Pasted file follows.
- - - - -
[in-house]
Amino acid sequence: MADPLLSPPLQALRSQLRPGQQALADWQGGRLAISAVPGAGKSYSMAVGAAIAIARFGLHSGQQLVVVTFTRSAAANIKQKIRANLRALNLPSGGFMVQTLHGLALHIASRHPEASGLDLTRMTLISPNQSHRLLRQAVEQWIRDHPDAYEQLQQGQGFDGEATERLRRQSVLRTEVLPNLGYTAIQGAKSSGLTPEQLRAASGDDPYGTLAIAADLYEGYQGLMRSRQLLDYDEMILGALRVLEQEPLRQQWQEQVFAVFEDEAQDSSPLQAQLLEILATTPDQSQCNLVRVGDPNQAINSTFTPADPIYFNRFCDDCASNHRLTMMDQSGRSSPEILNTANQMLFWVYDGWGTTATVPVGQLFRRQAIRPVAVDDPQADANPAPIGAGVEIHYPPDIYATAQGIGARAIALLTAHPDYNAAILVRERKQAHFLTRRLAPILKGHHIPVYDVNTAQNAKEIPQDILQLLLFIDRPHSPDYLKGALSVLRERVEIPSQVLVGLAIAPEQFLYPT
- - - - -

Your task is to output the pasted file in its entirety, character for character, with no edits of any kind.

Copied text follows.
[in-house]
Amino acid sequence: MADPLLSPPLQALRSQLRPGQQALADWQGGRLAISAVPGAGKSYSMAVGAAIAIARFGLHSGQQLVVVTFTRSAAANIKQKIRANLRALNLPSGGFMVQTLHGLALHIASRHPEASGLDLTRMTLISPNQSHRLLRQAVEQWIRDHPDAYEQLQQGQGFDGEATERLRRQSVLRTEVLPNLGYTAIQGAKSSGLTPEQLRAASGDDPYGTLAIAADLYEGYQGLMRSRQLLDYDEMILGALRVLEQEPLRQQWQEQVFAVFEDEAQDSSPLQAQLLEILATTPDQSQCNLVRVGDPNQAINSTFTPADPIYFNRFCDDCASNHRLTMMDQSGRSSPEILNTANQMLFWVYDGWGTTATVPVGQLFRRQAIRPVAVDDPQADANPAPIGAGVEIHYPPDIYATAQGIGARAIALLTAHPDYNAAILVRERKQAHFLTRRLAPILKGHHIPVYDVNTAQNAKEIPQDILQLLLFIDRPHSPDYLKGALSVLRERVEIPSQVLVGLAIAPEQFLYPT